New Delhi, April 30 (IANS) “What was the one major difference between the cameras of yesteryears and today, which has had a major impact on how we photograph?” When Aditya Arya asks this question to visitors at the Museo Camera’s booth at the ongoing India Art Fair in the national capital, multiple long answers emerge from different people.
After listening to everybody, he simply says — “the delete button”.
“Museums don’t trade in the things, they don’t sell anything but educate people. We are beyond galleries. We are about the education and the history of photographic art. We do not trade in artefact but are interested in engagement. Before the pandemic hit, several hundred school children would visit the museum every day. As things get better, we would like to reach out to more people,” Arya, Founder Director of Gurugram-based ‘Museo Camera: Centre For Photographic Arts’ which boasts of Asia’s largest collection of cameras, tells IANS.
For him, engagement with the public implies history, the history of art, photography and many related genres like Photojournalism.
In a country that has very few private museums unlike the west, Arya says that museums have always been made by people with deep pockets.
“Well, in my case, my father was a Professor at DU, and I have never worked a regular job. Whatever is in the museum has been collected slowly during my freelance years out of passion. Frankly, it’s not about what all is owned by the museum, but the history behind the story of photography — these are thoughts that need to be collected.”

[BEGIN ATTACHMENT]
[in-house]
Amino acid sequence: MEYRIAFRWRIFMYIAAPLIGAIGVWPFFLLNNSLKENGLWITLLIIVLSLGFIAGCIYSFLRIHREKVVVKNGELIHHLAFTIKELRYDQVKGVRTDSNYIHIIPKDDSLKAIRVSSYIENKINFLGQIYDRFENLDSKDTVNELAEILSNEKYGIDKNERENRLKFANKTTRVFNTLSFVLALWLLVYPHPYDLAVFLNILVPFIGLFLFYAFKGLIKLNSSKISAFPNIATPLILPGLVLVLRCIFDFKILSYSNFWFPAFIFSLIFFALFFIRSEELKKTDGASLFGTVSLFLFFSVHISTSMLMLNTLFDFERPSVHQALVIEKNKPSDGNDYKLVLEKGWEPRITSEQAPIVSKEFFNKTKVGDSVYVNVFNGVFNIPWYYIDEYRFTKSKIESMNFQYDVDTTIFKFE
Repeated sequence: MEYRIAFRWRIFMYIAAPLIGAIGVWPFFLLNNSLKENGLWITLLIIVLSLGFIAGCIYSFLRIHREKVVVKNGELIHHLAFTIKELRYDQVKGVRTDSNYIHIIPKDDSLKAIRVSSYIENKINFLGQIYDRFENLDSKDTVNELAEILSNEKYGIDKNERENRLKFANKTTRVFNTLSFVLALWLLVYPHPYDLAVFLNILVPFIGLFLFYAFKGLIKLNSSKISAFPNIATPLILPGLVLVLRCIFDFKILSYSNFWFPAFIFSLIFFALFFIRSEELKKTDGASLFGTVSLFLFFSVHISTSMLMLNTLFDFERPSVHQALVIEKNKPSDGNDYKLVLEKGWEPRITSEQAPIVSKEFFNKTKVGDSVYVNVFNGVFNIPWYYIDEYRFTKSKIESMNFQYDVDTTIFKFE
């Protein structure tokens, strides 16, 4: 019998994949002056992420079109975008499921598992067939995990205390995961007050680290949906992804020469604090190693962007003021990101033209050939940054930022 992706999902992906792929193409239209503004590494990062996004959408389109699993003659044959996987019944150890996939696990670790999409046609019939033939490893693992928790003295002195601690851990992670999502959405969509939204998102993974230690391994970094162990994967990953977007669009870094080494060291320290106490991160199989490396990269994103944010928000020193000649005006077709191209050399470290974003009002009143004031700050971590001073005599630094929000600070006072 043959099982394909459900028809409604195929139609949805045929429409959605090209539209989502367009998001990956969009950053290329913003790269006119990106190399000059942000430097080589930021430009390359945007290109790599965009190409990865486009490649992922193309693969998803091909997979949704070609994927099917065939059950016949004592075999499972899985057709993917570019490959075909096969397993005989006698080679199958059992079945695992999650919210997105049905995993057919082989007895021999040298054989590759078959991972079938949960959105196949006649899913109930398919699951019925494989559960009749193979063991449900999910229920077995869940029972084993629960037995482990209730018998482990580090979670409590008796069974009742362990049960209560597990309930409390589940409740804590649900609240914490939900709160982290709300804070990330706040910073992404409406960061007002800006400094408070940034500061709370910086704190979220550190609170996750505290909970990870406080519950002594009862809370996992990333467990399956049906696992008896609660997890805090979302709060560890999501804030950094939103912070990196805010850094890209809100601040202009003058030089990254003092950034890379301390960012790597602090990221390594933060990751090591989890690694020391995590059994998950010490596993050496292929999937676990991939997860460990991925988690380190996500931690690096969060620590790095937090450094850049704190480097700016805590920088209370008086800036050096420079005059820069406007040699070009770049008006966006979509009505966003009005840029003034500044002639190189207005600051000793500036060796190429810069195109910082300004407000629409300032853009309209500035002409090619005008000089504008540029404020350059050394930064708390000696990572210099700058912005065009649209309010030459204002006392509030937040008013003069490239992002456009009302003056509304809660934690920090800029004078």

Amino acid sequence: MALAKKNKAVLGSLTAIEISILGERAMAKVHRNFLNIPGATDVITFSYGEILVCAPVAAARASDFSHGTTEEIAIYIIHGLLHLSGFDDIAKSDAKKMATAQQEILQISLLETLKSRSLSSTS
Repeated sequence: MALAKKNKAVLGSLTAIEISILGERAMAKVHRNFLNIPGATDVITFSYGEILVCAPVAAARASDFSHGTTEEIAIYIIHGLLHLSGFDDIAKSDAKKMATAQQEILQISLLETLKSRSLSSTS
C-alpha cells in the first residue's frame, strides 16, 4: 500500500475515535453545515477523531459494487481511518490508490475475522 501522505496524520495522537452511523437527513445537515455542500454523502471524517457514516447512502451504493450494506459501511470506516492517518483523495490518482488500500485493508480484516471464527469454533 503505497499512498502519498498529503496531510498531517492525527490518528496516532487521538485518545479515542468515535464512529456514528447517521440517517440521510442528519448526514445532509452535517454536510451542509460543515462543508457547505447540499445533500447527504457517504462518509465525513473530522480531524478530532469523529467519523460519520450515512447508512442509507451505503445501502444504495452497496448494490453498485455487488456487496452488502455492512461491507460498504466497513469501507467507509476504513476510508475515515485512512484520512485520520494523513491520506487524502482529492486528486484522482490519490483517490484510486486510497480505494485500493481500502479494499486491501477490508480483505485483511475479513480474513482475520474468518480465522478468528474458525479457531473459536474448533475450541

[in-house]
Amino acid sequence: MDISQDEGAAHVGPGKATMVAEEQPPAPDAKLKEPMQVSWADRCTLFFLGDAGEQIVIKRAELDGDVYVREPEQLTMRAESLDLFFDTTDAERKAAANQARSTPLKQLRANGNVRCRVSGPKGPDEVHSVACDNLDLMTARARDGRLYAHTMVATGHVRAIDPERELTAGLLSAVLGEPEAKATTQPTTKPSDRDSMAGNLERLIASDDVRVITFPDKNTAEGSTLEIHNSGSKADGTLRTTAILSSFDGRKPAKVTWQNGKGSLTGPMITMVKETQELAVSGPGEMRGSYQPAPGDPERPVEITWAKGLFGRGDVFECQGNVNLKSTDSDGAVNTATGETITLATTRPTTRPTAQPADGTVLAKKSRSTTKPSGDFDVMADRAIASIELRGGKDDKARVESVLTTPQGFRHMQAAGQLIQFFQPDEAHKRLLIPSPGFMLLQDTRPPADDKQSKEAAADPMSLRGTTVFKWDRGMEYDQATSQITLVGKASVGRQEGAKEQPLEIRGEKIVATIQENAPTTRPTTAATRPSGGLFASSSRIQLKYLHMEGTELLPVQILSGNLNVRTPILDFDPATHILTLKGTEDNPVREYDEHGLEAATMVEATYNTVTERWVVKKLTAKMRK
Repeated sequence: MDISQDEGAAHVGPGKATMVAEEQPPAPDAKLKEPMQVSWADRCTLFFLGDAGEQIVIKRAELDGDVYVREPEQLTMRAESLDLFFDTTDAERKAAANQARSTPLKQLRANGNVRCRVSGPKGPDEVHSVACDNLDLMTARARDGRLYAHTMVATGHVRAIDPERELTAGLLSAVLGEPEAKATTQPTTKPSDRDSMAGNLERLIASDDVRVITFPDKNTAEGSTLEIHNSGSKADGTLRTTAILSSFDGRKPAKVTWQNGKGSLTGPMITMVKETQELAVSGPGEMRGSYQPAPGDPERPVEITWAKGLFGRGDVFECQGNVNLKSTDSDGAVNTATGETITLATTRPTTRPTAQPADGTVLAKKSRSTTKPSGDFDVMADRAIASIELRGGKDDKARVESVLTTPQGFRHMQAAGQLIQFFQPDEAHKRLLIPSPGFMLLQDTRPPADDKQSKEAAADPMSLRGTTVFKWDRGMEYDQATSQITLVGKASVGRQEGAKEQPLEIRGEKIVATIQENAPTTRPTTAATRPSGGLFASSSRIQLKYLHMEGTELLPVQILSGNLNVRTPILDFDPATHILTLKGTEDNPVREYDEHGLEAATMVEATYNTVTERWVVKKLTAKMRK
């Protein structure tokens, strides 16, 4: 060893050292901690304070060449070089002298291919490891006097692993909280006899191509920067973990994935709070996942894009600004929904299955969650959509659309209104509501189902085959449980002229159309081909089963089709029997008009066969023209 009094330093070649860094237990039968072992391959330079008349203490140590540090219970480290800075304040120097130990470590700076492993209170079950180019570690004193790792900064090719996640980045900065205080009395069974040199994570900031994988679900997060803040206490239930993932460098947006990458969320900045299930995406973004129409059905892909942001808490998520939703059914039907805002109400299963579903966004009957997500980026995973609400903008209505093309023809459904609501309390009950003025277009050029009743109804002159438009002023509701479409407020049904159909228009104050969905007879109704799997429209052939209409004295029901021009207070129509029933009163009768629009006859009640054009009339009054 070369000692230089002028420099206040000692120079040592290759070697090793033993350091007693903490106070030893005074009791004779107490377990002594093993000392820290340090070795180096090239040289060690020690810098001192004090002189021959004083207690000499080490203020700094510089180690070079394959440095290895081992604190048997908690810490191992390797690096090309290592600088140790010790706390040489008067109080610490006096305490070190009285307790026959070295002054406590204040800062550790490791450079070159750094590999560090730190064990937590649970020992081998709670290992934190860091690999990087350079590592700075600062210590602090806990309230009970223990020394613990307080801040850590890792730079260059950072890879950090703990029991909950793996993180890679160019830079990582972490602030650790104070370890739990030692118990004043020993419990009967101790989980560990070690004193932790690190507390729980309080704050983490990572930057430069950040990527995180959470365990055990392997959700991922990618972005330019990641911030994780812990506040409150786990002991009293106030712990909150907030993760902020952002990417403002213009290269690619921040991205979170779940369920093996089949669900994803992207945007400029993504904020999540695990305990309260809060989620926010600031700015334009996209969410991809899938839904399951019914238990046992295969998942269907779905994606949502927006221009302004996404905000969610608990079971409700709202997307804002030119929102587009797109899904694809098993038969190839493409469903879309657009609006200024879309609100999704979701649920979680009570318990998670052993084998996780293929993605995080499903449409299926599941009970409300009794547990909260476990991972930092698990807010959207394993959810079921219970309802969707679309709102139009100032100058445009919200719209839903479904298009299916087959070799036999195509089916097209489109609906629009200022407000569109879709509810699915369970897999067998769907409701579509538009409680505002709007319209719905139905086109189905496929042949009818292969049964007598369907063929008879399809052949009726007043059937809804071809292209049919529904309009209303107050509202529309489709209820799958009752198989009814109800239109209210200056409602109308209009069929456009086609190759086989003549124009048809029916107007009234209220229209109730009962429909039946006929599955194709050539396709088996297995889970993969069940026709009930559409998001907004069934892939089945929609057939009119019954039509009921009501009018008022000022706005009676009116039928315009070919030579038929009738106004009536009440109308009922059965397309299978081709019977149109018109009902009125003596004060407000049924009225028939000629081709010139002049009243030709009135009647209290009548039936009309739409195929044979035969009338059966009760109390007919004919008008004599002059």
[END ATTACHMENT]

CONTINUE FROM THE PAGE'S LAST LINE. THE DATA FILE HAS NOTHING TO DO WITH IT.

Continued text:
Stressing that he would like to introduce the young to the kind of photography that existed before the ‘delete’ button appeared on cameras, he says, “That was the time when you paid absolute attention to all factors — you were forced to create perfect images as rolls were limited. Now a hundred shots of the same scenario can be taken and the best one selected. In fact, we worked with several major schools in NCR and taught them how to create prints.”
Arya feels that the need of the hour is to teach the young ‘how to see’.
“Art appreciation is an important component of school education abroad. You do not have to make students artists, but in order to ensure that they learn how to appreciate the arts, why not take them on a journey they will cherish for a lifetime? Ever since we started, this has been an important part of our programming.”
In a world that will now have to learn to live with the pandemic, he feels that the years spent practising this art have made him ready for any eventuality, and improvisation has become second nature.
“We belong to a time where we had to carry film cameras and could take limited shots. A photographer can be successful only if he understands the uncertainties of life. The mind is always working.”
Considering the fact that the pandemic hit just five months after the museum was inaugurated, Arya is currently busy addressing different aspects of the mammoth institution.
“It took a serious hit during the pandemic and we are now taking several measures for making up lost time.”